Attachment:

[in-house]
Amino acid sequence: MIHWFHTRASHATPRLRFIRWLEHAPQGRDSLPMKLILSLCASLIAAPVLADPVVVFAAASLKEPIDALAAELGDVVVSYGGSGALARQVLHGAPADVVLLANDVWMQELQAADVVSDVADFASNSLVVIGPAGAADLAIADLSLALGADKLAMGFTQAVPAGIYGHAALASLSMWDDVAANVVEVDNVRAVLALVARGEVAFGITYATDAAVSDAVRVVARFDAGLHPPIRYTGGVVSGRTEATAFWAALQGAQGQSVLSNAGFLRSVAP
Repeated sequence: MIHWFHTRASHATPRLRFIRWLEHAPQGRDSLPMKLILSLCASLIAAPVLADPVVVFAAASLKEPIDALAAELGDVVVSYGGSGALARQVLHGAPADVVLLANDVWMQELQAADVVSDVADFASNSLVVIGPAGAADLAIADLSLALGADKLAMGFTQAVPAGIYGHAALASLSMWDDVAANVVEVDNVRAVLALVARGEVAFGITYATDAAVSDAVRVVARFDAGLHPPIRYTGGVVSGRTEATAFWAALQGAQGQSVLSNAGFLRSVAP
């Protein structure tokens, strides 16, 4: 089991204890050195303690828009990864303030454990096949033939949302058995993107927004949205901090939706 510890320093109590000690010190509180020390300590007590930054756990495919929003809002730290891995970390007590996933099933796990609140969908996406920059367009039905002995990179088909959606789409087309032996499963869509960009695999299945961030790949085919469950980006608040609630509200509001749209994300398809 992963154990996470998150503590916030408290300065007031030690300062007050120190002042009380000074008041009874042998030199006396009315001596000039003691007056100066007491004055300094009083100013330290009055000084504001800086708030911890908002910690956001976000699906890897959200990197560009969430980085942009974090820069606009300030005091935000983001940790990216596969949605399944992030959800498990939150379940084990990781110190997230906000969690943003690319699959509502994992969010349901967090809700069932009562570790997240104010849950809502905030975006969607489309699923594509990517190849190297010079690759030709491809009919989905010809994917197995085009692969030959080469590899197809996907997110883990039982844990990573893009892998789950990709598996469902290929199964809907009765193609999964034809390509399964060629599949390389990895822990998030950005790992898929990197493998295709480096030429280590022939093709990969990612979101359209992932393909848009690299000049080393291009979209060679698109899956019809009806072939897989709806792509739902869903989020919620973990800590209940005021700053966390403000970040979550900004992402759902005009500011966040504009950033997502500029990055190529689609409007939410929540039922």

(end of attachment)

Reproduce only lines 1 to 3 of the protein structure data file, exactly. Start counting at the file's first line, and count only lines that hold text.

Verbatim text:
[in-house]
Amino acid sequence: MIHWFHTRASHATPRLRFIRWLEHAPQGRDSLPMKLILSLCASLIAAPVLADPVVVFAAASLKEPIDALAAELGDVVVSYGGSGALARQVLHGAPADVVLLANDVWMQELQAADVVSDVADFASNSLVVIGPAGAADLAIADLSLALGADKLAMGFTQAVPAGIYGHAALASLSMWDDVAANVVEVDNVRAVLALVARGEVAFGITYATDAAVSDAVRVVARFDAGLHPPIRYTGGVVSGRTEATAFWAALQGAQGQSVLSNAGFLRSVAP
Repeated sequence: MIHWFHTRASHATPRLRFIRWLEHAPQGRDSLPMKLILSLCASLIAAPVLADPVVVFAAASLKEPIDALAAELGDVVVSYGGSGALARQVLHGAPADVVLLANDVWMQELQAADVVSDVADFASNSLVVIGPAGAADLAIADLSLALGADKLAMGFTQAVPAGIYGHAALASLSMWDDVAANVVEVDNVRAVLALVARGEVAFGITYATDAAVSDAVRVVARFDAGLHPPIRYTGGVVSGRTEATAFWAALQGAQGQSVLSNAGFLRSVAP